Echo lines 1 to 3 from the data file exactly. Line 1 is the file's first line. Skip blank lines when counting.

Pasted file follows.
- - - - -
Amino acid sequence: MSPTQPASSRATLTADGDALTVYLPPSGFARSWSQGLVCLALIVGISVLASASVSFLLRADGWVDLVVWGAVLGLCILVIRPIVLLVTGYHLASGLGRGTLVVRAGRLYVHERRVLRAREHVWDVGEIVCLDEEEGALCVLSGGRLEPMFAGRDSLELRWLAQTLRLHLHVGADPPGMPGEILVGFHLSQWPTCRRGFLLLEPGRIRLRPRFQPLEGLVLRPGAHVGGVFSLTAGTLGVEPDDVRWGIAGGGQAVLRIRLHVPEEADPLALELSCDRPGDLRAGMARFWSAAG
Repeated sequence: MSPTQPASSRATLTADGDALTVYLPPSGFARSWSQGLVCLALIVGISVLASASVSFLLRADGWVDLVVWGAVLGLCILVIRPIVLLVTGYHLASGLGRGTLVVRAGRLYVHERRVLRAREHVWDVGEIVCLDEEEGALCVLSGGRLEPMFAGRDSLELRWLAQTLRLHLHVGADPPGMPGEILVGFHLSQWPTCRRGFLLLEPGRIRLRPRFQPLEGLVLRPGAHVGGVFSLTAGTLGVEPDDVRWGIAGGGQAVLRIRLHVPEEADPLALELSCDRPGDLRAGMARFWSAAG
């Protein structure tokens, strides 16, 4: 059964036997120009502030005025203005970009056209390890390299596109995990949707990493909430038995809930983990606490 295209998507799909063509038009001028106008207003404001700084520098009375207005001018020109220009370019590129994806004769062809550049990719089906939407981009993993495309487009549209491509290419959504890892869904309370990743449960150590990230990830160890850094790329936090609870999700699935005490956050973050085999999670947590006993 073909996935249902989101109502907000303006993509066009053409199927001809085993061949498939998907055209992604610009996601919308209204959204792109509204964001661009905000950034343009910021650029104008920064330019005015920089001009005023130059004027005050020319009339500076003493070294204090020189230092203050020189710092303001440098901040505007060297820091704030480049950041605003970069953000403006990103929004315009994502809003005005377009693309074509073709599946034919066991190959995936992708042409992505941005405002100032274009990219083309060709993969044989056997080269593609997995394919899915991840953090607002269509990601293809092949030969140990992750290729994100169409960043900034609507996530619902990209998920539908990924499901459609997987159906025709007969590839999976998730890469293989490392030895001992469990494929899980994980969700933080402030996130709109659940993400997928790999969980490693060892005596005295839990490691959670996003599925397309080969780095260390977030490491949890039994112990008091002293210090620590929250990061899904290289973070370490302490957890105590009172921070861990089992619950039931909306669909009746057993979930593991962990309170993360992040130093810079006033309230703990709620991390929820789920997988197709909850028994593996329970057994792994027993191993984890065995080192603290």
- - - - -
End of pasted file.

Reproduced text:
Amino acid sequence: MSPTQPASSRATLTADGDALTVYLPPSGFARSWSQGLVCLALIVGISVLASASVSFLLRADGWVDLVVWGAVLGLCILVIRPIVLLVTGYHLASGLGRGTLVVRAGRLYVHERRVLRAREHVWDVGEIVCLDEEEGALCVLSGGRLEPMFAGRDSLELRWLAQTLRLHLHVGADPPGMPGEILVGFHLSQWPTCRRGFLLLEPGRIRLRPRFQPLEGLVLRPGAHVGGVFSLTAGTLGVEPDDVRWGIAGGGQAVLRIRLHVPEEADPLALELSCDRPGDLRAGMARFWSAAG
Repeated sequence: MSPTQPASSRATLTADGDALTVYLPPSGFARSWSQGLVCLALIVGISVLASASVSFLLRADGWVDLVVWGAVLGLCILVIRPIVLLVTGYHLASGLGRGTLVVRAGRLYVHERRVLRAREHVWDVGEIVCLDEEEGALCVLSGGRLEPMFAGRDSLELRWLAQTLRLHLHVGADPPGMPGEILVGFHLSQWPTCRRGFLLLEPGRIRLRPRFQPLEGLVLRPGAHVGGVFSLTAGTLGVEPDDVRWGIAGGGQAVLRIRLHVPEEADPLALELSCDRPGDLRAGMARFWSAAG
């Protein structure tokens, strides 16, 4: 059964036997120009502030005025203005970009056209390890390299596109995990949707990493909430038995809930983990606490 295209998507799909063509038009001028106008207003404001700084520098009375207005001018020109220009370019590129994806004769062809550049990719089906939407981009993993495309487009549209491509290419959504890892869904309370990743449960150590990230990830160890850094790329936090609870999700699935005490956050973050085999999670947590006993 073909996935249902989101109502907000303006993509066009053409199927001809085993061949498939998907055209992604610009996601919308209204959204792109509204964001661009905000950034343009910021650029104008920064330019005015920089001009005023130059004027005050020319009339500076003493070294204090020189230092203050020189710092303001440098901040505007060297820091704030480049950041605003970069953000403006990103929004315009994502809003005005377009693309074509073709599946034919066991190959995936992708042409992505941005405002100032274009990219083309060709993969044989056997080269593609997995394919899915991840953090607002269509990601293809092949030969140990992750290729994100169409960043900034609507996530619902990209998920539908990924499901459609997987159906025709007969590839999976998730890469293989490392030895001992469990494929899980994980969700933080402030996130709109659940993400997928790999969980490693060892005596005295839990490691959670996003599925397309080969780095260390977030490491949890039994112990008091002293210090620590929250990061899904290289973070370490302490957890105590009172921070861990089992619950039931909306669909009746057993979930593991962990309170993360992040130093810079006033309230703990709620991390929820789920997988197709909850028994593996329970057994792994027993191993984890065995080192603290």